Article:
Many of my readers know me as a cybersecurity expert. More than 12 years of blogging on “security stuff”, malware analyses, cyber attack attributions, new tools and a personal (public here) cybersecurity observatory contributed a lot to push me into this specific direction. However during the past 10 years I did play many different roles. I am a founder, a CEO, I’ve been managing direct and indirect M&A processes. I had to merge different business cultures and managing amazing and super-talented teams.
Throughout my prior experiences, I have encountered various types of leadership. Some notable ones include Bureaucratic leadership, Transformational leadership, and Transactional leadership. However, in recent years, there has been a growing interest in “data-driven” leadership. This approach is based on the idea that having access to perfect information would lead to making the best decisions. But what I’ve learn on my own is a little difference.
Bureaucratic leadership is a leadership style that focuses on following established procedures and rules. Leaders who adopt this style prioritize structure, hierarchy, and adherence to established protocols. They ensure that tasks are performed according to set guidelines and that everyone knows their roles and responsibilities. This leadership style is commonly seen in organizations with strict regulations and processes.
Transformational leadership is a leadership style that inspires and motivates followers to go beyond their self-interests and work towards a collective purpose. Leaders who adopt this style are charismatic and have a clear vision for the future. They empower their followers, encourage innovation and creativity, and foster an environment of growth and development. Transformational leaders inspire their team members to reach their full potential and achieve
Transactional leadership is a leadership style that focuses on exchange and negotiation between leaders and their followers. Leaders who adopt this style set clear expectations, define roles and responsibilities, and establish rewards and consequences based on performance. They use a transactional approach, emphasizing agreements and contracts with their team members. Transactional leaders provide guidance and supervision, and they reward or punish based on the achievement of set targets and goals.exceptional results.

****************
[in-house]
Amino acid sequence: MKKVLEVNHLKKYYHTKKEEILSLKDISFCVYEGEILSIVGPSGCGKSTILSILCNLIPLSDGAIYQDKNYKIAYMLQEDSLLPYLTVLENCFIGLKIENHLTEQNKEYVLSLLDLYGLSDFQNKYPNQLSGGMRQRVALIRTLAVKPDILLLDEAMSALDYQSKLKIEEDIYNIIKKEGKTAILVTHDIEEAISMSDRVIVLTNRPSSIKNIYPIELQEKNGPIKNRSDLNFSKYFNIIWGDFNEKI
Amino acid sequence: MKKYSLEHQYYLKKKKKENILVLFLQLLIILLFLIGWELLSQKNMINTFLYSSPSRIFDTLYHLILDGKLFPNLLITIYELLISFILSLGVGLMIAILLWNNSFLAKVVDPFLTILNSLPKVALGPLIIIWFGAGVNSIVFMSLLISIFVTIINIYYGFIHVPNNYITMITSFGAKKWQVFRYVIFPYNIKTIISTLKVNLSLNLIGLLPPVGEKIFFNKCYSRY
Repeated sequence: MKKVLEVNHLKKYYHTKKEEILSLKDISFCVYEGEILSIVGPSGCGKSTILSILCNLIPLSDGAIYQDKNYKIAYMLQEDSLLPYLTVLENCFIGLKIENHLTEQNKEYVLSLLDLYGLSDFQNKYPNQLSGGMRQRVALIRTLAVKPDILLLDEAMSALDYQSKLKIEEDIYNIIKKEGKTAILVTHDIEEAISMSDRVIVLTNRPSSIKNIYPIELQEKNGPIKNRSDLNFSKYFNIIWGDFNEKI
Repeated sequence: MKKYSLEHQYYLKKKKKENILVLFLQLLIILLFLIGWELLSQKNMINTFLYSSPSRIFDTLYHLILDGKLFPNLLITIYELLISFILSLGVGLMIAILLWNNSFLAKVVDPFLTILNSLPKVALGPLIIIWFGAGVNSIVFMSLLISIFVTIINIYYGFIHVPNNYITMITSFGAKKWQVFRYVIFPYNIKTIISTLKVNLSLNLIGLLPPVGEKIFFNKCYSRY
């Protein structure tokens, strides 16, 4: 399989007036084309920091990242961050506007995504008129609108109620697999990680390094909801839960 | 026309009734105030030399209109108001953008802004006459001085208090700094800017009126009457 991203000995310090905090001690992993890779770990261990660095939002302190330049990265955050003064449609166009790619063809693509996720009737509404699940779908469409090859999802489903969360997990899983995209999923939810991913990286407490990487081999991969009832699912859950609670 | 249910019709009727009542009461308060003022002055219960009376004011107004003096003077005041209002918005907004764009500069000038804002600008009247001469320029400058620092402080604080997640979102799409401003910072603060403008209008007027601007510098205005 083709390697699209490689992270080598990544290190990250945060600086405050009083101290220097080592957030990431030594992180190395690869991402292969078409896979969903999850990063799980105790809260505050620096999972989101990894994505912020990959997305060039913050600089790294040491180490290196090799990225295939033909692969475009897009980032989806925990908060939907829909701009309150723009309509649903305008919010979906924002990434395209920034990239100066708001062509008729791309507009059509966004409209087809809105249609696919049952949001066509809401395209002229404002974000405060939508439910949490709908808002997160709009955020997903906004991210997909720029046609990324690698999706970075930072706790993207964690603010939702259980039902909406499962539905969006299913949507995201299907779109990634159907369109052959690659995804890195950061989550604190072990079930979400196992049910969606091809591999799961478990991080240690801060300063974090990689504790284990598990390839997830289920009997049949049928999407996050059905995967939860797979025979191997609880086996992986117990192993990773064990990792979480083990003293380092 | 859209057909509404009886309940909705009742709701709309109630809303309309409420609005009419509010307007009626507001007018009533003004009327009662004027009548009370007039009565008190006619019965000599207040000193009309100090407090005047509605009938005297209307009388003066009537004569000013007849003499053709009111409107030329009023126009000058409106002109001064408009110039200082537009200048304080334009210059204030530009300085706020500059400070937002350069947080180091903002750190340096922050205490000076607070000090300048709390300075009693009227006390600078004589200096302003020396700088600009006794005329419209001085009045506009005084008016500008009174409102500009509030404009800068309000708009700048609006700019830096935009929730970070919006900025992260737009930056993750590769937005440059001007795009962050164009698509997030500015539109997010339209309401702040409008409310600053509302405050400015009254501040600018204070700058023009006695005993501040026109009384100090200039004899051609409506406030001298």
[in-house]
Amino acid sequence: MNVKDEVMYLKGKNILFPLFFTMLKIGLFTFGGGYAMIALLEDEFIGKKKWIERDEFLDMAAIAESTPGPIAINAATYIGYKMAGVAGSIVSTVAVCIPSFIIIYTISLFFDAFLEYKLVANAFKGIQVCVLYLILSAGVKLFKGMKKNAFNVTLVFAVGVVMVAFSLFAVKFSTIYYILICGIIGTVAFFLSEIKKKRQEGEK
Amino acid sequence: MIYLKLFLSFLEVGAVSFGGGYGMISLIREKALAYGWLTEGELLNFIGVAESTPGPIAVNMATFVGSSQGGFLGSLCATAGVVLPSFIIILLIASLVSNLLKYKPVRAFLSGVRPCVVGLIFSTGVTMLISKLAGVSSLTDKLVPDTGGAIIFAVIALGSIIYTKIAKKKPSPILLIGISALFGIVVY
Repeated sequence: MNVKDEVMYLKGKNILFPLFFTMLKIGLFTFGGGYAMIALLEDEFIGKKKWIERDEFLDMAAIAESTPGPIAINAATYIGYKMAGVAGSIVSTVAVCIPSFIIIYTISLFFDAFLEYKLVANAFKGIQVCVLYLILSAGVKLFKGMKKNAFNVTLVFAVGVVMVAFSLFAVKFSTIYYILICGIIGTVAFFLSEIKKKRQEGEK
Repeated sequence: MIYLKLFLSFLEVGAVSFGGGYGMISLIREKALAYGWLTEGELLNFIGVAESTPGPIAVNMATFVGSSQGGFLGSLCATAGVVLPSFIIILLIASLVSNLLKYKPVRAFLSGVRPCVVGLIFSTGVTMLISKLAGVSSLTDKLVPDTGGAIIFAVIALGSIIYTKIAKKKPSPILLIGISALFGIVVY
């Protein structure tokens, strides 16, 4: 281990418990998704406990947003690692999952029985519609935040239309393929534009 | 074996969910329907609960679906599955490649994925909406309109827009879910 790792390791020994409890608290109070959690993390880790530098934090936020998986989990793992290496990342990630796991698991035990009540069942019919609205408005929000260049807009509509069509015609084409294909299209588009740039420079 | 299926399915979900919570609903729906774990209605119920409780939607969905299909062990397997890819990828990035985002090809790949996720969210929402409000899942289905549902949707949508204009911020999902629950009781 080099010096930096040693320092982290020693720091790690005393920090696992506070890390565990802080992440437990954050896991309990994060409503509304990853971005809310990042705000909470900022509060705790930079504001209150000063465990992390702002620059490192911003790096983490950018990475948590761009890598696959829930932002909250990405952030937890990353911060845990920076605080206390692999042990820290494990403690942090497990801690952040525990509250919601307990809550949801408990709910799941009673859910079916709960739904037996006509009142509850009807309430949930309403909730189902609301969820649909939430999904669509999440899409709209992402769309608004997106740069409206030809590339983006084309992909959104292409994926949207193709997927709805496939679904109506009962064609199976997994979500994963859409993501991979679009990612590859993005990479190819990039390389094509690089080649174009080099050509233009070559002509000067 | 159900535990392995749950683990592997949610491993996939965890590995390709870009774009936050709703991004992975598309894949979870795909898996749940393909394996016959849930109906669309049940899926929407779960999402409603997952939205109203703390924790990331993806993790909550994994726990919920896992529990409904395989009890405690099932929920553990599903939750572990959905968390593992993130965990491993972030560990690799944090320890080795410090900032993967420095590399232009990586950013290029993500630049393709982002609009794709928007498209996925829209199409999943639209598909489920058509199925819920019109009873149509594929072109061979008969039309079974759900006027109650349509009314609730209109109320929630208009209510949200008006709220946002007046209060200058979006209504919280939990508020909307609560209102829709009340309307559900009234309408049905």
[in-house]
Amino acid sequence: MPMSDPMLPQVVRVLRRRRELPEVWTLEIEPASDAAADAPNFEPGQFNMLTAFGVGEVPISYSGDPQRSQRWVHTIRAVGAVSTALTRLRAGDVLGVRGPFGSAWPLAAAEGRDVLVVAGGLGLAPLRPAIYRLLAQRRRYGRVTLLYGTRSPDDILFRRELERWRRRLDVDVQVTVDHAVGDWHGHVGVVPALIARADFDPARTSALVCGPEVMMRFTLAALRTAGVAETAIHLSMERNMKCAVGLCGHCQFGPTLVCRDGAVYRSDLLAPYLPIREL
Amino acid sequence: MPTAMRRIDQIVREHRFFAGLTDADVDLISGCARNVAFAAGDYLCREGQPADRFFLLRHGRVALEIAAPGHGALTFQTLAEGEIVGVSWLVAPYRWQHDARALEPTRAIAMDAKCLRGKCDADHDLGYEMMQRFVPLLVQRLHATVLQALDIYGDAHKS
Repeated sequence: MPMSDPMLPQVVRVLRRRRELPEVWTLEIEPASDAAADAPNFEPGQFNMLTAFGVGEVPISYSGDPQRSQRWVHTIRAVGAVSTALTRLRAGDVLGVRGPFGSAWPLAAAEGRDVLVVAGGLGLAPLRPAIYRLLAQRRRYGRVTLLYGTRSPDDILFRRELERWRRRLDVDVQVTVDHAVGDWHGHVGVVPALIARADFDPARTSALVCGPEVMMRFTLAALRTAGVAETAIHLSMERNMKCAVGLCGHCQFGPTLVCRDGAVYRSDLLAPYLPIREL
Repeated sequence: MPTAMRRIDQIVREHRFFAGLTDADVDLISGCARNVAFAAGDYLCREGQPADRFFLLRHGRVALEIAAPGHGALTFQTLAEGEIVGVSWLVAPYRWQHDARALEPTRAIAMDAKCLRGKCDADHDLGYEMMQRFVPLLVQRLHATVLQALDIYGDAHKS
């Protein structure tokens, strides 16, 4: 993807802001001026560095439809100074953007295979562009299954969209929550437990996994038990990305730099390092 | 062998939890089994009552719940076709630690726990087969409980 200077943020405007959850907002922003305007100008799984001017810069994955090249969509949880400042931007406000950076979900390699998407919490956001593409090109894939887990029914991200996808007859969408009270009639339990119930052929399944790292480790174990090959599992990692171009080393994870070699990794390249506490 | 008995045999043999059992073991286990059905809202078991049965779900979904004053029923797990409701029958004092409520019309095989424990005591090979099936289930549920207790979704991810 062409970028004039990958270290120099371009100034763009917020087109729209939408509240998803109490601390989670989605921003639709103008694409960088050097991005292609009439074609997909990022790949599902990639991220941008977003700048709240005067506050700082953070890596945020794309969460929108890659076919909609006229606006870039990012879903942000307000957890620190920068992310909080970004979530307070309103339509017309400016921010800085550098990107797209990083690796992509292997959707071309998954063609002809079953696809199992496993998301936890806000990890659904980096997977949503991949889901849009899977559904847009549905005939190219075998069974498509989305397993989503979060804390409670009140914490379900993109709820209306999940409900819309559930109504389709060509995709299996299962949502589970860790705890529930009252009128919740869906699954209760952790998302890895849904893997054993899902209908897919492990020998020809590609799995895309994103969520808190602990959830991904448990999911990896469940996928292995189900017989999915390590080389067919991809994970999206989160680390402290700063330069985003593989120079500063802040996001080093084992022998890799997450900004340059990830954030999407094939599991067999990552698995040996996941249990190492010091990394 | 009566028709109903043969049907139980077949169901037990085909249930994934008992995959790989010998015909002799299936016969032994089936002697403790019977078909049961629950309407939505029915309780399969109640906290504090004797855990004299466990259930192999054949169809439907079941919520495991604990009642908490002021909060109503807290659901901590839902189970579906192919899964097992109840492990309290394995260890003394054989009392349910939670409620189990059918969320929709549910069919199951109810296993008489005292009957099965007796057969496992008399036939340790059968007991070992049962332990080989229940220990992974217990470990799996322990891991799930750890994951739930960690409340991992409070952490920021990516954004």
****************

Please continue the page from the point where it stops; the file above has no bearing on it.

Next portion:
Leaders in every organization are faced with the crucial task of making decisions. Whether they choose to implement Leadership A, B, or C, decision-making plays a fundamental role. In today’s world, two primary approaches to decision-making have emerged: data-driven leadership and decision-driven leadership. These methodologies empower leaders to make informed choices based on careful analysis and structured decision-making processes.
Data-driven leadership is a concept that emphasizes the importance of relying on data before making decisions. Individuals who embrace this approach place a strong emphasis on checking and analyzing data before formulating any response. This ensures that decisions are well-informed and based on evidence (image taken from here).
On the flip side, those primarily engaged in decision–driven data analysis leadership direct their attention towards “The decision to be made”. This approach emphasizes the need to seek data with a clear purpose, as well as the process of uncovering insights from the unknown rather than relying solely on what is already known. These distinctions underline the significant differences between the two models.